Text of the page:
A mouse’s sperm is much, much larger than an elephant’s sperm. A fruit fly produces the longest sperm known to science. Why do tiny animals make big swimmers, but large animals make small ones?
There are competing ideas about why sperm size differs among animals. One idea holds that small animals and large animals have wildly different metabolic constraints. Small animals with high metabolisms are better able to produce new sperm cells than large animals that form new cells more slowly.
The other idea has more to do with the female than the male. If a sperm is trying to swim into a elephant’s uterus, it has a longer journey than it has when swimming into a mouse’s uterus. An extra millimeter or two of tail isn’t going to help. If a male wants a shot at impregnating a big female, he has to produce as many swimmers as possible.
Ideally, each male would produce a huge amount of impressively big sperm. Nature isn’t that generous. The bigger each sperm gets, the less sperm there are in each batch of ejaculate. This provides scientist with an observable difference between the two theories. A creature with a fast metabolism, like a mouse, has few constraints, especially on the number of sperm they produce. Larger animals with low metabolic rates have more constraints on the number of sperm they can produce, and so should have a smaller number of long sperm, relative to body size.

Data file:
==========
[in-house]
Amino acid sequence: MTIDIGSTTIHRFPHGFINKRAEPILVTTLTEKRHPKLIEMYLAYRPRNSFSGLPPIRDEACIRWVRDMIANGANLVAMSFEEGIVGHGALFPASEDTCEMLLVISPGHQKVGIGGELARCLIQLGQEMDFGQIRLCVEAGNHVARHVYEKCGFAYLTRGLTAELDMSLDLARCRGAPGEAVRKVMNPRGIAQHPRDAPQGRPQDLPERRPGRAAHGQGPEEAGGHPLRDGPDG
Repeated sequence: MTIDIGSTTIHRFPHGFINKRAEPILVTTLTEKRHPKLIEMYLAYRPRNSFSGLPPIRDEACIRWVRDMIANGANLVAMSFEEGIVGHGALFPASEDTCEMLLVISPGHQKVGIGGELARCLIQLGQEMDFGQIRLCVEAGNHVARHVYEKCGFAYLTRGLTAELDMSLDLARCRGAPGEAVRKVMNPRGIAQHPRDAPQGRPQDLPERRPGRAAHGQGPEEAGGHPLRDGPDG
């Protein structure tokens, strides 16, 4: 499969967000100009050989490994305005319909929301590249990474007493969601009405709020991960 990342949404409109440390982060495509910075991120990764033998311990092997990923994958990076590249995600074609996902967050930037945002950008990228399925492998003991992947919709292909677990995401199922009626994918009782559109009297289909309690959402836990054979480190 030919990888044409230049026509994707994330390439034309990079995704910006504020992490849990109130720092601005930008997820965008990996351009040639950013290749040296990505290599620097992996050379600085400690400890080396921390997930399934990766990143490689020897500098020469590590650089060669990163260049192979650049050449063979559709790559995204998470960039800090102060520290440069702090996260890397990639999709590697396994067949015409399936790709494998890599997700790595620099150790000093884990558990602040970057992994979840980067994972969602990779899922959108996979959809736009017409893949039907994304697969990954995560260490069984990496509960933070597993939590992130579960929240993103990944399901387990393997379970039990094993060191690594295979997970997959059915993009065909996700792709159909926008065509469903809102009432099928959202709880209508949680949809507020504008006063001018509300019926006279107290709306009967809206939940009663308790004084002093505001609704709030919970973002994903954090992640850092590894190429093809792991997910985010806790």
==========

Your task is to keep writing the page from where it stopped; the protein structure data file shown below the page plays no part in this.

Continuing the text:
That’s not what happens. As animals get bigger, they produce more and more sperm, sacrificing size to maximize numbers. This indicates that metabolism has nothing to do with sperm length—only size does. A mouse’s sperm is larger than an elephants because nearly all of a mouse’s sperm cells are likely to arrive at their intended location. Making the mouse’s sperm longer cuts down on the time it takes to get there—especially if that mouse’s sperm is in a competition in with another mouse’s sperm. An elephant’s sperm has very little chance of making it to the egg no matter how long it is. The elephant sacrifices the sperm’s length in order to produce so many sperm that at least one will get to the egg.
So size matters for animal sperm — just not in the way you might think.